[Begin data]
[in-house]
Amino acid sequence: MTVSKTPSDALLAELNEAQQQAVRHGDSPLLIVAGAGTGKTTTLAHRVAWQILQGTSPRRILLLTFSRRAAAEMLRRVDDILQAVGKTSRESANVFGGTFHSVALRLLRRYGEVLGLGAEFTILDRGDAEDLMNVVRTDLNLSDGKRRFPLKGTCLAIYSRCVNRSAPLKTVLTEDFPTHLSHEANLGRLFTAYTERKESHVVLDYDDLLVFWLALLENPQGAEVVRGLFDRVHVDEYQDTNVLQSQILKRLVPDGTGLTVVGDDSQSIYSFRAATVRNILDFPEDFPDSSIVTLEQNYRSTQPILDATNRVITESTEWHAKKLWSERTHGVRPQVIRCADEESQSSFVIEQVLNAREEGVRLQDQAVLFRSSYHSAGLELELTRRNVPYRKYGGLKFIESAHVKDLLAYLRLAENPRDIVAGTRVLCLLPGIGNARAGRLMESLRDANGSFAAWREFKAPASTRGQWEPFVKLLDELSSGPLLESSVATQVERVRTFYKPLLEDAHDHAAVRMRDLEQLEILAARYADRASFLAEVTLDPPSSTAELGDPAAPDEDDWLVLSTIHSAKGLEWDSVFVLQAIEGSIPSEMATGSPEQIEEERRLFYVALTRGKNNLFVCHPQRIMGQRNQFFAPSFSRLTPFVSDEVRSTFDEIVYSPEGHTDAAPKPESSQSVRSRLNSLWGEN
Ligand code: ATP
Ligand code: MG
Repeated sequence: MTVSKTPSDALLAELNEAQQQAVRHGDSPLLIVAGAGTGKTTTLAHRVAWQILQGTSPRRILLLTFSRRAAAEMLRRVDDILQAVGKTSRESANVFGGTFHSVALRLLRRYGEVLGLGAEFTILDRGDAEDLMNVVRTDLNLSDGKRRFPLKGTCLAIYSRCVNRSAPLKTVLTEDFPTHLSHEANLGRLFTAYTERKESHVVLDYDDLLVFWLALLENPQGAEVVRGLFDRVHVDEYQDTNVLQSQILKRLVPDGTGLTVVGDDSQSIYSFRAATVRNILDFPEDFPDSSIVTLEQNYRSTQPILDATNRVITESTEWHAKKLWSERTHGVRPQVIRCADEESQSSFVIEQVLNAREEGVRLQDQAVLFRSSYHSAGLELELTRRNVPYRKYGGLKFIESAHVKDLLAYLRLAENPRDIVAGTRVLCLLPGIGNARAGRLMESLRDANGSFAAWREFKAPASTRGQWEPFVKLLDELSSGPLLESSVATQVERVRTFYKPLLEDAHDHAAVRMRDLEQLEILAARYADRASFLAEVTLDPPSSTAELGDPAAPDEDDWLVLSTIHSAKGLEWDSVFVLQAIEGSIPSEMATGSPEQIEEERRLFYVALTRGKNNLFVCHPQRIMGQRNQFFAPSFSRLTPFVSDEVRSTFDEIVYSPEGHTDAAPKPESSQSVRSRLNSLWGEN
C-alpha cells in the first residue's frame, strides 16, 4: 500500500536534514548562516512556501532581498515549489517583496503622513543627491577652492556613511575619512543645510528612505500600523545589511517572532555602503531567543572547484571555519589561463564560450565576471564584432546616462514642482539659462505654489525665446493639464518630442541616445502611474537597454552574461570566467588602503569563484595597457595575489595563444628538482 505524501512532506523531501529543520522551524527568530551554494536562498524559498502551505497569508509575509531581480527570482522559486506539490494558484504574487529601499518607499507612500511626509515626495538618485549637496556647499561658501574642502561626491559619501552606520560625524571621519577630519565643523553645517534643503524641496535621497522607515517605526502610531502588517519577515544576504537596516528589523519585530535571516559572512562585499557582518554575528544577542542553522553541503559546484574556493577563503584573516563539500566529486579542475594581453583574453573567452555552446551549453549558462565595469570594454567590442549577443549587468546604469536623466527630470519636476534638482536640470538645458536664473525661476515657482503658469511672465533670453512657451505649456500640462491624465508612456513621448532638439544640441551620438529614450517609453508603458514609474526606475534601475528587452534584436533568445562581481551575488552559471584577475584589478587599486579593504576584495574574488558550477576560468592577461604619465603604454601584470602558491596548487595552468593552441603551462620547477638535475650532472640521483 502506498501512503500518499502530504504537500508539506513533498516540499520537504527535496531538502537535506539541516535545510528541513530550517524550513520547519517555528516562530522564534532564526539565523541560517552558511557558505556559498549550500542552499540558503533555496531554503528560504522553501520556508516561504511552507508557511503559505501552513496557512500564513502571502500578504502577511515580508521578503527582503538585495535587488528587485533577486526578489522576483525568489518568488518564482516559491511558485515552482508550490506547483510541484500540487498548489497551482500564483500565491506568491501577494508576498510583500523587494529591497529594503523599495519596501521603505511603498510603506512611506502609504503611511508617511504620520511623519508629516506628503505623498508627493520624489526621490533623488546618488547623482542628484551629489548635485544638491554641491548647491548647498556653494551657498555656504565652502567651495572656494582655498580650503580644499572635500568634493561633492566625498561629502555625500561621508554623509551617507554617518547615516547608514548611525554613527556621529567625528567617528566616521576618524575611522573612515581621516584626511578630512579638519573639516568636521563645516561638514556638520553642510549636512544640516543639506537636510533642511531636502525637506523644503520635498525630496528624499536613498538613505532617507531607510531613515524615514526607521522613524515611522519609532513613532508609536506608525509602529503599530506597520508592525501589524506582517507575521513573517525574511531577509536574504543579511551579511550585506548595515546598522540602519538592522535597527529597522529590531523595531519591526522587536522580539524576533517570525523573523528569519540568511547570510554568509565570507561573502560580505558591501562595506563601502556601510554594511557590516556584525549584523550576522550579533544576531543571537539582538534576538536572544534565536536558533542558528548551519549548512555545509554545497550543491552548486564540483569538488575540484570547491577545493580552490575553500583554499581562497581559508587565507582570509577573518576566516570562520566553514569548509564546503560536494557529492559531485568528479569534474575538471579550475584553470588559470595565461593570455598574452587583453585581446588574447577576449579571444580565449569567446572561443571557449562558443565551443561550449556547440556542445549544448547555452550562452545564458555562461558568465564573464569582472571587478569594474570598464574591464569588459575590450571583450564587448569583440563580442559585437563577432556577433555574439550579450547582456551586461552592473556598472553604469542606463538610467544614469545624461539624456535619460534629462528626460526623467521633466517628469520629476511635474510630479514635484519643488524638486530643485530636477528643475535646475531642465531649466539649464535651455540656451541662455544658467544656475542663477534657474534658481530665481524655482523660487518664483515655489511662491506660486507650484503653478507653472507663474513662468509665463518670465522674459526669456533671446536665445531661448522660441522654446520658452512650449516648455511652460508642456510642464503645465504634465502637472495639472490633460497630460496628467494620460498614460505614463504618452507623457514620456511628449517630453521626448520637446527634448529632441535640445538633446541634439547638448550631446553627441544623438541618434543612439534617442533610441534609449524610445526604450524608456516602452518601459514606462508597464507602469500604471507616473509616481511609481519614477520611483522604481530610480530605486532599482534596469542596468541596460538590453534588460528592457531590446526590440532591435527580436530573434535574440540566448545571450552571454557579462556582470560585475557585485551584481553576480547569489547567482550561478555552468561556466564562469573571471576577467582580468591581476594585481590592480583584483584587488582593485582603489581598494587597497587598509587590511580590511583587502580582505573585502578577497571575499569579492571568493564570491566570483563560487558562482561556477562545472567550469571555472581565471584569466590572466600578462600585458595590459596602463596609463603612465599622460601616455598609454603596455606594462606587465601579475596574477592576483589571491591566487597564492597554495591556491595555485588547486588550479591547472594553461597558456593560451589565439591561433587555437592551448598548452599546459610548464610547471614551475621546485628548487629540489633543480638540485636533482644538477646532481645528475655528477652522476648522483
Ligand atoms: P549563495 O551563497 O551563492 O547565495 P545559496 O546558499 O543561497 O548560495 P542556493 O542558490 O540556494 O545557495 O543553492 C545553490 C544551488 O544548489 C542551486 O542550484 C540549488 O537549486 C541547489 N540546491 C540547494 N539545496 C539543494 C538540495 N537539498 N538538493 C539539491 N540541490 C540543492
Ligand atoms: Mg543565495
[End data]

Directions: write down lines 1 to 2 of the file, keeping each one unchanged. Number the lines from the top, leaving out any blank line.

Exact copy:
[in-house]
Amino acid sequence: MTVSKTPSDALLAELNEAQQQAVRHGDSPLLIVAGAGTGKTTTLAHRVAWQILQGTSPRRILLLTFSRRAAAEMLRRVDDILQAVGKTSRESANVFGGTFHSVALRLLRRYGEVLGLGAEFTILDRGDAEDLMNVVRTDLNLSDGKRRFPLKGTCLAIYSRCVNRSAPLKTVLTEDFPTHLSHEANLGRLFTAYTERKESHVVLDYDDLLVFWLALLENPQGAEVVRGLFDRVHVDEYQDTNVLQSQILKRLVPDGTGLTVVGDDSQSIYSFRAATVRNILDFPEDFPDSSIVTLEQNYRSTQPILDATNRVITESTEWHAKKLWSERTHGVRPQVIRCADEESQSSFVIEQVLNAREEGVRLQDQAVLFRSSYHSAGLELELTRRNVPYRKYGGLKFIESAHVKDLLAYLRLAENPRDIVAGTRVLCLLPGIGNARAGRLMESLRDANGSFAAWREFKAPASTRGQWEPFVKLLDELSSGPLLESSVATQVERVRTFYKPLLEDAHDHAAVRMRDLEQLEILAARYADRASFLAEVTLDPPSSTAELGDPAAPDEDDWLVLSTIHSAKGLEWDSVFVLQAIEGSIPSEMATGSPEQIEEERRLFYVALTRGKNNLFVCHPQRIMGQRNQFFAPSFSRLTPFVSDEVRSTFDEIVYSPEGHTDAAPKPESSQSVRSRLNSLWGEN